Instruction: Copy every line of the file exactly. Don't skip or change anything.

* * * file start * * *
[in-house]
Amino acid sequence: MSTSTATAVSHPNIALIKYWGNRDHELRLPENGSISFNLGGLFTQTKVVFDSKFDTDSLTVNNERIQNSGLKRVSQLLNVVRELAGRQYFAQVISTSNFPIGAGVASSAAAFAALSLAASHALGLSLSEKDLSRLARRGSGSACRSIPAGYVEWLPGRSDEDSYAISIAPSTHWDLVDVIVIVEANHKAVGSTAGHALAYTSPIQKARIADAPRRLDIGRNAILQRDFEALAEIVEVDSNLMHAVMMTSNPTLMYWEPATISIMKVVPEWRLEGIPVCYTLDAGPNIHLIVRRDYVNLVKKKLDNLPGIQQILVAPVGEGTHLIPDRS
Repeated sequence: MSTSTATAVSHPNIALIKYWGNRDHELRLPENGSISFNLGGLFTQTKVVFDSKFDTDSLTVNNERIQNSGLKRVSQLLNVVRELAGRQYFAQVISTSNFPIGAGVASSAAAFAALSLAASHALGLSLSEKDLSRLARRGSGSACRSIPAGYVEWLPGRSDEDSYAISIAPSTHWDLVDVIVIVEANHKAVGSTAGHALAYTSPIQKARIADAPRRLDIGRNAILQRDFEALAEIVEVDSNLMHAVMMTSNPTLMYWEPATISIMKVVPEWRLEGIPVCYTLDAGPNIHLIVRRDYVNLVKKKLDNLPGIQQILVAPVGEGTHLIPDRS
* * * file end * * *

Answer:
[in-house]
Amino acid sequence: MSTSTATAVSHPNIALIKYWGNRDHELRLPENGSISFNLGGLFTQTKVVFDSKFDTDSLTVNNERIQNSGLKRVSQLLNVVRELAGRQYFAQVISTSNFPIGAGVASSAAAFAALSLAASHALGLSLSEKDLSRLARRGSGSACRSIPAGYVEWLPGRSDEDSYAISIAPSTHWDLVDVIVIVEANHKAVGSTAGHALAYTSPIQKARIADAPRRLDIGRNAILQRDFEALAEIVEVDSNLMHAVMMTSNPTLMYWEPATISIMKVVPEWRLEGIPVCYTLDAGPNIHLIVRRDYVNLVKKKLDNLPGIQQILVAPVGEGTHLIPDRS
Repeated sequence: MSTSTATAVSHPNIALIKYWGNRDHELRLPENGSISFNLGGLFTQTKVVFDSKFDTDSLTVNNERIQNSGLKRVSQLLNVVRELAGRQYFAQVISTSNFPIGAGVASSAAAFAALSLAASHALGLSLSEKDLSRLARRGSGSACRSIPAGYVEWLPGRSDEDSYAISIAPSTHWDLVDVIVIVEANHKAVGSTAGHALAYTSPIQKARIADAPRRLDIGRNAILQRDFEALAEIVEVDSNLMHAVMMTSNPTLMYWEPATISIMKVVPEWRLEGIPVCYTLDAGPNIHLIVRRDYVNLVKKKLDNLPGIQQILVAPVGEGTHLIPDRS